“When I do tracks I send to Edgar the label manager and he listens together with Sven,” Ilario Alicante says. “Then they decide whether to release them. I’m free to do whatever I want, normally even choose the remixers as well which is really important to me.”
Deep down, we all want to be in Sven’s Cocoon.
Leave it to Monstercat to be the label truly of the times. Created in 2011 by Mike Darlington and Ari Paunonen, Monstercat originally started as a YouTube and promotion channel to spread the word about theirs and friends’ releases. It was quick to catch with the electronic community, especially with its out-of-the-box method of signing single tracks, allowing artists to move more freely between labels without the complexities of contracts and exclusivities. Utilizing the wide variety of tools on the web like Twitch for live streams and podcasting, online television channels and radio stations, it’s no surprise that today, Monstercat’s YouTube channel boasts a robust six million subscribers and growing with over 1.7 billion views.
“‘Empowering a creative and passionate community through innovation’ has been a slogan that is actually painted on one of the walls in our office; but it’s certainly more than just a simple tagline,” Co-founder Mike Darlington adds. “Monstercat has become this incredible community of supportive individuals from across the globe that share a love of electronic music. That may sound cliché, but the fanbase we have for Monstercat is unlike anything else I’ve ever seen. To go from a small co-working space in Waterloo five years ago, to being able to tour across the globe including multiple dates in China and a stage at Tomorrowland has been truly special.”
There’s no doubt that Monstercat’s unorthodox methods have zeroed in on a niche in the tightly-knit electronic music community. The label has helped to launch the careers of firestarters like Pegboard Nerds and San Holo, tapping into the potential of explosive talents time and time again.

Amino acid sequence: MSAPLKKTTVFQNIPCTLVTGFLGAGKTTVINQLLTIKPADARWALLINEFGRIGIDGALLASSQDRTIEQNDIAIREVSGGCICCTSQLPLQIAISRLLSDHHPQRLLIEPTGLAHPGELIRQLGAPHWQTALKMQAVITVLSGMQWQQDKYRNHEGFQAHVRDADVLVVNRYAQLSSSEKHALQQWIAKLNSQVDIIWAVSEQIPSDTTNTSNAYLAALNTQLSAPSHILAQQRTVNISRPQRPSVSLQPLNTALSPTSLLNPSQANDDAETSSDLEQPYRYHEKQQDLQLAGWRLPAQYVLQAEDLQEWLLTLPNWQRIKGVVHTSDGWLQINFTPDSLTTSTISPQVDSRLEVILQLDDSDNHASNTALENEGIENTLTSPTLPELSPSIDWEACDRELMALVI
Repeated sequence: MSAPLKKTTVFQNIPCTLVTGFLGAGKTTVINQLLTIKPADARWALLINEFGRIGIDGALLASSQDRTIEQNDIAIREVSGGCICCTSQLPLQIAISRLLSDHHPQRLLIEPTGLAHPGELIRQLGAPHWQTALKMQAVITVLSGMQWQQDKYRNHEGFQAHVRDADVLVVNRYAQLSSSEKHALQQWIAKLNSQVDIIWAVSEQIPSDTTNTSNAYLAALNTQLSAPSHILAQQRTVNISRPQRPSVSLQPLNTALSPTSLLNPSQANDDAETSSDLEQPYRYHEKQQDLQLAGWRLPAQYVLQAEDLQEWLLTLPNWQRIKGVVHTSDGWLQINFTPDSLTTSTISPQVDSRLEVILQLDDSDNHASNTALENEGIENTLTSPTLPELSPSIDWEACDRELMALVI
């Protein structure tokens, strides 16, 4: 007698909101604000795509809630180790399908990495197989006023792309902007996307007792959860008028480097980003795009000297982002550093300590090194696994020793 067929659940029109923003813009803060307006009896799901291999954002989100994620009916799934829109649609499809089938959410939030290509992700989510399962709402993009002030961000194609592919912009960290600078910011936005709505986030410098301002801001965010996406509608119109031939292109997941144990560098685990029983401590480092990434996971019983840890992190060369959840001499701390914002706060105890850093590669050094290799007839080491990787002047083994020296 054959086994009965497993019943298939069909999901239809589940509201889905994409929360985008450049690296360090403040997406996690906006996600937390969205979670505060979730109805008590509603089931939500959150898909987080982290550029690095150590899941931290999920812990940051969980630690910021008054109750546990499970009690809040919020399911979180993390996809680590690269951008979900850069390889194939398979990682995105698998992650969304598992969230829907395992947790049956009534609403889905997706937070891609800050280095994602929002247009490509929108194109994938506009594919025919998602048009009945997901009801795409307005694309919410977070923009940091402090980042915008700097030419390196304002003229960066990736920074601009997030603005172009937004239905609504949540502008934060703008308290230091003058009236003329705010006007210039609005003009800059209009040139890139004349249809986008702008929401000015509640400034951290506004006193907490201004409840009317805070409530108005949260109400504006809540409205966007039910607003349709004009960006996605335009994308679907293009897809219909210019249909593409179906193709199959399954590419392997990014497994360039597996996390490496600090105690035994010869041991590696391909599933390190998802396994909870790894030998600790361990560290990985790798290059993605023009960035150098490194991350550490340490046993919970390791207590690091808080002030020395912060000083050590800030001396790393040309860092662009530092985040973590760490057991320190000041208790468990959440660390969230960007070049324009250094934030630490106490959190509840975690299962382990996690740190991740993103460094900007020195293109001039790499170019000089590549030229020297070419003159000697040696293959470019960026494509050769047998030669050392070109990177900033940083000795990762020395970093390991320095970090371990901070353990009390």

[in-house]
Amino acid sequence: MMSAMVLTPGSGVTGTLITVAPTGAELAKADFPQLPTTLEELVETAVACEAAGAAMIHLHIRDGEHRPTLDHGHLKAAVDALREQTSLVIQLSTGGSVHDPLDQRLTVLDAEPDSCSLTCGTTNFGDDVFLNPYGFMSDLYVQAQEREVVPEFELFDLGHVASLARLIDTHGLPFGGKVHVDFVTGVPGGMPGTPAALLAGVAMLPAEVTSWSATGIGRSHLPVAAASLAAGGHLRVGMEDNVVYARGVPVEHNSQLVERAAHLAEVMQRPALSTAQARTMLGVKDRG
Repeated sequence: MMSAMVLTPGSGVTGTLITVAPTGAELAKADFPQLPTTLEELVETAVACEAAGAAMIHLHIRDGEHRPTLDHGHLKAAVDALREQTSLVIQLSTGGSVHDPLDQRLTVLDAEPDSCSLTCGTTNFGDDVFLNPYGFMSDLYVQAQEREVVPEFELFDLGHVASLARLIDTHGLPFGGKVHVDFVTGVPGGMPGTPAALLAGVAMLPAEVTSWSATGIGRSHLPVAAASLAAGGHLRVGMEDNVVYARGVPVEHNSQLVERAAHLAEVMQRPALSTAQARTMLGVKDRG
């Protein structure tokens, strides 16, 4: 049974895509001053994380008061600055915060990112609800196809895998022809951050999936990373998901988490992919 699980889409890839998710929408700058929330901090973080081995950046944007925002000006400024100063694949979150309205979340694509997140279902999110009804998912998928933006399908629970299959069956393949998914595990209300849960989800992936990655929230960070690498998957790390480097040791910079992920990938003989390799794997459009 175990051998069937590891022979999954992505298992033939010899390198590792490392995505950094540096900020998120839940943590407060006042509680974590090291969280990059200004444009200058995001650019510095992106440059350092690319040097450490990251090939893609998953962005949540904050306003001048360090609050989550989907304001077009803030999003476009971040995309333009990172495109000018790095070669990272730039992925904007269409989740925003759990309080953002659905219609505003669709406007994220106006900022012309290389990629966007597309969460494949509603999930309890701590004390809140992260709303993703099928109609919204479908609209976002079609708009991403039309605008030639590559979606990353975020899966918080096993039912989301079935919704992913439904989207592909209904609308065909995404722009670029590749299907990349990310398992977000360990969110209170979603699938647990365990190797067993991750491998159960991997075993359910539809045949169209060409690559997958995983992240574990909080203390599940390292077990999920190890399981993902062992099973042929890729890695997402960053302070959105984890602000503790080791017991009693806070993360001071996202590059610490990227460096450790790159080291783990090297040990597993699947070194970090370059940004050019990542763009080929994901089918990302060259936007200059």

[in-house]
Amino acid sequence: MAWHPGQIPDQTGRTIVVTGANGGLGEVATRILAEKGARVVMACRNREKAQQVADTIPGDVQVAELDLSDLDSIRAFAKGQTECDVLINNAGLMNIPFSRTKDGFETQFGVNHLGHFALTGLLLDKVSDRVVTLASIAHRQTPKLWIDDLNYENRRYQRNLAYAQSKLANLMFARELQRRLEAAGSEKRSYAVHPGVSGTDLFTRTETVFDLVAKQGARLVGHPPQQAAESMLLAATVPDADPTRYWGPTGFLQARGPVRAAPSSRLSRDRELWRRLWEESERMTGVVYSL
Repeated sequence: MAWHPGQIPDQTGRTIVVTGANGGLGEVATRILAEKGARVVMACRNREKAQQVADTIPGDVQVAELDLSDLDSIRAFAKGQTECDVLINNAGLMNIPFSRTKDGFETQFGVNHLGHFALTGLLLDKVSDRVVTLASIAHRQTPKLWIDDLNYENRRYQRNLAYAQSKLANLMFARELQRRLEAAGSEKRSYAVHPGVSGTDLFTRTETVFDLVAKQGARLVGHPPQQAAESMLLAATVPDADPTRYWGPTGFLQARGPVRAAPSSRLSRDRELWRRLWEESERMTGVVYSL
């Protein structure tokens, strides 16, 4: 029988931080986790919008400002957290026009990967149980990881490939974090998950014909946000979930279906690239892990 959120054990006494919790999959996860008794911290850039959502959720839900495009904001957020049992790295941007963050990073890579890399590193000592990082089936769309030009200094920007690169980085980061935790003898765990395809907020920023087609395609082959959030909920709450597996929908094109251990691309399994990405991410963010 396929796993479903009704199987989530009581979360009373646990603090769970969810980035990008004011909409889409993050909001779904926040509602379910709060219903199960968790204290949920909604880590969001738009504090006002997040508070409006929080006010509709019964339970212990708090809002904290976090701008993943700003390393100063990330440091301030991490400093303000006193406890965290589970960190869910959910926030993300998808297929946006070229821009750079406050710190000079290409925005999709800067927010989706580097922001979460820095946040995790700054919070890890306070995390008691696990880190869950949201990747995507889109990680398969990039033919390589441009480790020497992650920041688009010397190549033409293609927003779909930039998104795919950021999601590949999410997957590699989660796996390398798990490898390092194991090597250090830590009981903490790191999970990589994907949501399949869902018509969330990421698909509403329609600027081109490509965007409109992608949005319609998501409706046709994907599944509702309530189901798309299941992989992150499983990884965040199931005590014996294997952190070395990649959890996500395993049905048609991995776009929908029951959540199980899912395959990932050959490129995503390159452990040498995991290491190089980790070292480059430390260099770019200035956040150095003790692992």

14 Stones Throw Records
When Stones Throw Records launched in 1996, it was impossible to predict that the label would grow into the influential outlet it is today. Back then, San Jose native Peanut Butter Wolf was simply looking for a home to release his music. Three years earlier his close friend and collaborator Charizma had been fatally shot, but the music they made together could stand the test of time. It had style, grit and possessed the raw essence of SoCal's hip hop scene. That debut release, titled 'My World Premiere', kick-started an outpouring of innovation and over 20 years later the label's catalogue is stacked with gems.
Throughout its existence Stones Throw consistently released legendary material, like J Dilla's 'Donuts' in 2006, Peanut Butter Wolf's 'My Vinyl Weighs A Ton' in 1999, 'The Further Adventures of Lord Quas' by Quasimoto in 2005 and Doom and Madlib's 'Madvillainy' in 2004. That said, to call it a hip hop label would be an understatement. In more recent years Stones Throw has branched out to incorporate a multitude of genres, including funk, R&B and soul. Dam-Funk's 2009 album 'Toueachizown' is a great example of the label's eclectic and diverse output. Same goes for Aloe Blacc's 2010 album 'Good Things'. But above all else, Stones Throw has been an outlet for creativity to flourish, remaining independent and free of restrictions since inception.